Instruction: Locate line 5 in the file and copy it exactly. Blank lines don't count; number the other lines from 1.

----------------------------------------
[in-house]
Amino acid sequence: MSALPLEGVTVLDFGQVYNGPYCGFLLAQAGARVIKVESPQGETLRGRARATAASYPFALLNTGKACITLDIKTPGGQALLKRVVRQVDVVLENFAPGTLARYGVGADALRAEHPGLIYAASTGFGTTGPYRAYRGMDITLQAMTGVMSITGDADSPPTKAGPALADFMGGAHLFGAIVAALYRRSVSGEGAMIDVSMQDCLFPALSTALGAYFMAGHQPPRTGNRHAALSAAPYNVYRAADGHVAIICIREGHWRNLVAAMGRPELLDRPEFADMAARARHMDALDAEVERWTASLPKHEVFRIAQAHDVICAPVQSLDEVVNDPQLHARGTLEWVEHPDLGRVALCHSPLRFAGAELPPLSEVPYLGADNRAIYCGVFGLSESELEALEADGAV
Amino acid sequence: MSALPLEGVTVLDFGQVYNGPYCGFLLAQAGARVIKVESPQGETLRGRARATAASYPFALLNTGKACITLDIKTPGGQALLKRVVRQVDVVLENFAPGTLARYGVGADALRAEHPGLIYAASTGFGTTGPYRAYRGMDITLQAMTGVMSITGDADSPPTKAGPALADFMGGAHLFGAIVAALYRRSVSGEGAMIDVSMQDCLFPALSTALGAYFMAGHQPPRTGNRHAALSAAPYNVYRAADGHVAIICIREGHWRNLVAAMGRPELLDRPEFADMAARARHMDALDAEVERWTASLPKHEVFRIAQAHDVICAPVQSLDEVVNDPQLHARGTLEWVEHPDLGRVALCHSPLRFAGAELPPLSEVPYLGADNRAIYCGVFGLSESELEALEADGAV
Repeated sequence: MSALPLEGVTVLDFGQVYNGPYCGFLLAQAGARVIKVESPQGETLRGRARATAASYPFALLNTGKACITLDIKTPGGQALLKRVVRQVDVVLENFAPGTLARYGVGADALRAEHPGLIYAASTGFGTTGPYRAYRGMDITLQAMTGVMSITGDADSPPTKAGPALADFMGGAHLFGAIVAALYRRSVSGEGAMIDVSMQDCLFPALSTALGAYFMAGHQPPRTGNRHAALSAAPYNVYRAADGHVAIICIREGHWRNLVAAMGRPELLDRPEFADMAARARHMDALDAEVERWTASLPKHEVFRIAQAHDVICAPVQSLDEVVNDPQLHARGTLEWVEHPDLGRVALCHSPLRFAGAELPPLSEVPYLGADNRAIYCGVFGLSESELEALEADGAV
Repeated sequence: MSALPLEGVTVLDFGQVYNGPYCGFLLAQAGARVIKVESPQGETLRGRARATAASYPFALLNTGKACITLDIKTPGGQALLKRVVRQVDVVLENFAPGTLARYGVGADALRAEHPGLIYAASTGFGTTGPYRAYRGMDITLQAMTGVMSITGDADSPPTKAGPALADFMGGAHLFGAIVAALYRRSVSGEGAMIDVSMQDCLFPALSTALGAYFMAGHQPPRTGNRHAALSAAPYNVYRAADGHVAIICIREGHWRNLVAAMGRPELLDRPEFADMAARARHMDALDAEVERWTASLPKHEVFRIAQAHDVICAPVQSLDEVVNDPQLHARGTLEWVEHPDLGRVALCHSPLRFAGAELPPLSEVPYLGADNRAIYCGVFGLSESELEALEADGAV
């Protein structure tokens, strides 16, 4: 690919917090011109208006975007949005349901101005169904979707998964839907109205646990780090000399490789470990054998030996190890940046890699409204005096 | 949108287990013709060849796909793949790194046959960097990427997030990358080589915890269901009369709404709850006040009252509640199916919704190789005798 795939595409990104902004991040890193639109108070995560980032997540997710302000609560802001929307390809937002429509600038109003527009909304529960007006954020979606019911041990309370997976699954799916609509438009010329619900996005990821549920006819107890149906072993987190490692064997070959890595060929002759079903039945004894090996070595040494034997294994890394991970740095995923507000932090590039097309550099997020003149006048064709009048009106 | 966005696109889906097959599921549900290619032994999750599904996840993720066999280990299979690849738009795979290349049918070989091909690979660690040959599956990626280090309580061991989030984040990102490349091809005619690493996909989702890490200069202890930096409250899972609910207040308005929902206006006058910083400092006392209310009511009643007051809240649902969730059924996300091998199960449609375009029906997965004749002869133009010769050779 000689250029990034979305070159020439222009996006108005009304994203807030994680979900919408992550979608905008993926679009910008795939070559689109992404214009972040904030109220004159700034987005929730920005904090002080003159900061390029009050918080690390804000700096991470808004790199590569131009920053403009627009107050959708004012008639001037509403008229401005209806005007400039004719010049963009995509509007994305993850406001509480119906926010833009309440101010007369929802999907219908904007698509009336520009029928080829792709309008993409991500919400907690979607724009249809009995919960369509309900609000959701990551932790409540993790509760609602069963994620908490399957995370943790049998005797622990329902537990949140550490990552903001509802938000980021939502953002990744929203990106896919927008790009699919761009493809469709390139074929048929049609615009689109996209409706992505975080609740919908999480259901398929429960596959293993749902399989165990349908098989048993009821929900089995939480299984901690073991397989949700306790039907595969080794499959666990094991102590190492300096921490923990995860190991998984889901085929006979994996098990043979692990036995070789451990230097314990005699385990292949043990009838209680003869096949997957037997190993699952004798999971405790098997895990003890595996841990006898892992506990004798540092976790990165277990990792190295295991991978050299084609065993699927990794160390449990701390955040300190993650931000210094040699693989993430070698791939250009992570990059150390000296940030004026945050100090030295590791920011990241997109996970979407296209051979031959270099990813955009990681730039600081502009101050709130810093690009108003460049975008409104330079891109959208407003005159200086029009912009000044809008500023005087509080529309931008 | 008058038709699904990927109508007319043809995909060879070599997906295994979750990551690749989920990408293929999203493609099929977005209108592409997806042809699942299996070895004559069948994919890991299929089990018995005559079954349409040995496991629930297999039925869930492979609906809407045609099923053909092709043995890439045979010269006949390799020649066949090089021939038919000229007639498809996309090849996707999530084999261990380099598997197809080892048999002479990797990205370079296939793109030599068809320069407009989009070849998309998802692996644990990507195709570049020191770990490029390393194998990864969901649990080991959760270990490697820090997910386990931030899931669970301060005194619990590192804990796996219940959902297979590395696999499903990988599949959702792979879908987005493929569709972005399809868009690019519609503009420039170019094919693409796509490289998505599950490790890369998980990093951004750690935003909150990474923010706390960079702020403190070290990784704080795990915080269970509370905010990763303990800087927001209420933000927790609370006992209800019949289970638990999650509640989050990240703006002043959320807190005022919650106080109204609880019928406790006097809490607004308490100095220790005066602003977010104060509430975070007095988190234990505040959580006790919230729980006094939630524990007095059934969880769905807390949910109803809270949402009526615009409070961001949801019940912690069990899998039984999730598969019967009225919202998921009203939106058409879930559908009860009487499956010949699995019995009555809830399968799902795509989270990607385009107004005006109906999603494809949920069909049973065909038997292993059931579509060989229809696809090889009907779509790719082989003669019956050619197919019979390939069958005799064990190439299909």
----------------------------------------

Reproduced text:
Repeated sequence: MSALPLEGVTVLDFGQVYNGPYCGFLLAQAGARVIKVESPQGETLRGRARATAASYPFALLNTGKACITLDIKTPGGQALLKRVVRQVDVVLENFAPGTLARYGVGADALRAEHPGLIYAASTGFGTTGPYRAYRGMDITLQAMTGVMSITGDADSPPTKAGPALADFMGGAHLFGAIVAALYRRSVSGEGAMIDVSMQDCLFPALSTALGAYFMAGHQPPRTGNRHAALSAAPYNVYRAADGHVAIICIREGHWRNLVAAMGRPELLDRPEFADMAARARHMDALDAEVERWTASLPKHEVFRIAQAHDVICAPVQSLDEVVNDPQLHARGTLEWVEHPDLGRVALCHSPLRFAGAELPPLSEVPYLGADNRAIYCGVFGLSESELEALEADGAV